How to Stop an IRS Levy

stop an irs levy

If you have received a notice of intent to levy or are worried that the IRS may be seizing your assets soon, you need to take action. Depending on your situation, you can set up a payment arrangement, seek other relief, or appeal in order to stop an IRS levy.

In most cases, as long as you reach out, the agency will work with you. Seizures are a last resort collection action, and ideally, the IRS would prefer to avoid them.

Ways to Stop an IRS Levy

There are several ways to stop the IRS from taking your assets. Ultimately, you need to choose a solution that works for your financial situation. Here are some arrangements the IRS is usually willing to accept. Remember, in almost all of these cases, you generally need to file all tax returns due.

  • Pay in Full

    If you can afford to pay in full, this is the most effective way to stop a tax levy. To make a full payment, some taxpayers dip into savings, sell off assets, or borrow from friends or family. If you can find a loan with a lower interest rate than the IRS charges for penalties and interest, you may even want to take out a loan so that you can pay your taxes in full.

  • Installment Agreement

    With an installment agreement, you make monthly payments to pay off your taxes over time. Generally, you have to complete the payments within an 84-month time period or less. Interest continues to accrue, but as long as you make payments on time, the IRS reduces the failure to pay penalty by 50%. Generally, taxpayers need to request the tax levy stop once an installment agreement is pending.

  • Partial Payment Installment Agreement

    This is similar to a regular installment agreement except that you pay what you can afford on a monthly basis. The IRS will review your financial situation and determine what you can afford on a monthly basis. In most cases, collection activity will stop.

  • Offer in Compromise

    This is when the IRS lets you pay off your tax owed for less than you owe. To qualify, you have to meet strict financial criteria. In particular, you need to prove that you wouldn’t be able to pay off the taxes through any other method. The IRS usually only accepts an offer in compromise if it believes there is no other way to get more money from you.

  • Innocent Spouse Relief

    This is an extremely rare form of tax settlement. Usually, when you file a tax return with your spouse, you are jointly liable for the tax. However, if you can prove that you were “innocent” and not liable for the taxes owed, you may qualify for relief and avoid a tax levy. There are a number of qualifications you need to meet.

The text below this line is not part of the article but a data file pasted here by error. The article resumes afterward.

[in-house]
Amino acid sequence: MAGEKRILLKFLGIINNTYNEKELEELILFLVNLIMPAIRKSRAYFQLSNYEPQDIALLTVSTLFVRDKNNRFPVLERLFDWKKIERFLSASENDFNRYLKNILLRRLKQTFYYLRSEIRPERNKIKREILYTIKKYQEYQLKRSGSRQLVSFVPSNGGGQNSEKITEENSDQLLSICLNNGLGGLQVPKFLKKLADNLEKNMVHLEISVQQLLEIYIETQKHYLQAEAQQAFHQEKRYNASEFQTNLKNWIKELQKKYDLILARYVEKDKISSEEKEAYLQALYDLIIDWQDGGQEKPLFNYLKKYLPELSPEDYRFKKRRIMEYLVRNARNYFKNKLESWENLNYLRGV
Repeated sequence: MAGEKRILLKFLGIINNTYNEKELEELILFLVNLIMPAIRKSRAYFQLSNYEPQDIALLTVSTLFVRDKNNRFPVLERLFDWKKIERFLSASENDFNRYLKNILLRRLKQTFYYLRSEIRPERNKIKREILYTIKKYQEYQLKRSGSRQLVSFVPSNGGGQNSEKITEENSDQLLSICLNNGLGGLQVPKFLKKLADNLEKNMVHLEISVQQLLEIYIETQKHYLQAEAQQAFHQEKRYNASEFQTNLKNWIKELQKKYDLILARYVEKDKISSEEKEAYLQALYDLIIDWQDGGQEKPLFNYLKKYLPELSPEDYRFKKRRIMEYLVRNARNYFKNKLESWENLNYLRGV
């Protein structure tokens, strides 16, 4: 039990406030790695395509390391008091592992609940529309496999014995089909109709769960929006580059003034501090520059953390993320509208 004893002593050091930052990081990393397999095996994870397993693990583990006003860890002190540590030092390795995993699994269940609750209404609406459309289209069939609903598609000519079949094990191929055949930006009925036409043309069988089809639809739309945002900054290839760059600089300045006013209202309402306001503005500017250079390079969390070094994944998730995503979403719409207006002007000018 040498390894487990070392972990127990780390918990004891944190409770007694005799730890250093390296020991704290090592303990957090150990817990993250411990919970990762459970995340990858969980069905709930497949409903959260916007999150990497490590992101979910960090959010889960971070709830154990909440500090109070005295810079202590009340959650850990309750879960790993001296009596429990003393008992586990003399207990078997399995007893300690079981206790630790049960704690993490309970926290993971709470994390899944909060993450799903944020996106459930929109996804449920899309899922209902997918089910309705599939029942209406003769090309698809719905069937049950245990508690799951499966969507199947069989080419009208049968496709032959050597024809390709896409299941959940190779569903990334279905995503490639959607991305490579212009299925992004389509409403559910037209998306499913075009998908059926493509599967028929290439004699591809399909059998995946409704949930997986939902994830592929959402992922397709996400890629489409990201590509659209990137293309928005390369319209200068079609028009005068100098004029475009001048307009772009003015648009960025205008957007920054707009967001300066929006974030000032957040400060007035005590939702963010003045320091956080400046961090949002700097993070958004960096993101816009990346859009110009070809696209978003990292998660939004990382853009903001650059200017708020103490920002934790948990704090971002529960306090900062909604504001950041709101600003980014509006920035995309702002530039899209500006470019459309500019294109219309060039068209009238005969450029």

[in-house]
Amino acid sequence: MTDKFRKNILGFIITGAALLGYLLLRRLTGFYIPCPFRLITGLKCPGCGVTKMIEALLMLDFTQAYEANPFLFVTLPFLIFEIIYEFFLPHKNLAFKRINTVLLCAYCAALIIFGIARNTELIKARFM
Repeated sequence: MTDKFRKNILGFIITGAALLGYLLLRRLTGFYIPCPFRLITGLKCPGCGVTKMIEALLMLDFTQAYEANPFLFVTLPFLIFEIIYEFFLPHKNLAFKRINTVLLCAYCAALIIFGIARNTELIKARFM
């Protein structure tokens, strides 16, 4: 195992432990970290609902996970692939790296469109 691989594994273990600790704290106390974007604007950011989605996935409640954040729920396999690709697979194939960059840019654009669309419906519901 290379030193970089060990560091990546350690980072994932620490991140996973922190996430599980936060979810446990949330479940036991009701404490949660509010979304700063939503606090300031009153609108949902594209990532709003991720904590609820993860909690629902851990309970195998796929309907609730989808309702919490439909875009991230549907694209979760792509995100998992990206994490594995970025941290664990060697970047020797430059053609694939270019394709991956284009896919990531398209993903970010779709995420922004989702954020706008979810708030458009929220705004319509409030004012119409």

• Currently Not Collectible (CNC Status)

    This is when you prove to the IRS that you are facing financial hardship or if the IRS required you to pay, you would face financial hardship. The IRS allows for basic monthly living expenses. Therefore, if you cannot pay the IRS and meet basic living standards, then the IRS can place you into a CNC status. In most cases, once in this status, collection activity will stop. However, interest and penalties continue to accrue.

  • Prove Tax Identity Theft

    This is where someone steals your identity to request a refund using erroneous deductions or credits. Moreover, someone can steal your identity and use it to collect 1099 income or W2 wage income in certain cases where the employer does not withhold taxes. If this is your situation, then you need to request identity theft and prove it.

If the form of levy you are experiencing is wage garnishment, there are some other alternatives to consider to stop the garnishment.

If the IRS agrees to any of the above arrangements, all collection activity will generally stop. Most importantly, the IRS will not seize any of your assets. However, these arrangements only apply in cases where you agree with the assessment. If you don’t think you owe the tax listed on your notice, you need to appeal.

How to Appeal the Intent to Levy

If you don’t agree with the information on the Final Notice of Intent to Levy (e.g. LT11 or LT1058), you can appeal it by requesting a Collection Due Process hearing by using Form 12153. Generally, you have to start this process within 30 days of receipt. Usually, the deadline is marked on the notice.

You should also call the IRS. In some cases, you may be able to resolve the issue over the phone but to be on the safe side, start the appeals process. The IRS cannot levy you while your appeal is pending. That way, if the phone call fixes the issue, you can cancel your appeal hearing, but if the phone call doesn’t fix the issue, you still have the hearing scheduled.

How to Get Help If the IRS Is Threatening to Levy Your Assets

If the IRS is threatening to levy your assets, you need to take action immediately. This is one of the harshest IRS collection methods, and it can really hurt you financially. You may want to hire a tax relief professional (EA, CPA, Tax Attorney) to help resolve your issue. It is important to make sure they are well versed with tax resolution as it is very specialized. They know the ins and outs of the IRS and can act quickly on your behalf. The pros on this page are the top-rated pros in dealing with tax levies, consider reaching out to one of them to help with your problems. Or you can start a search below and select the applicable agency/agencies and filter by the problem or solution you are seeking.


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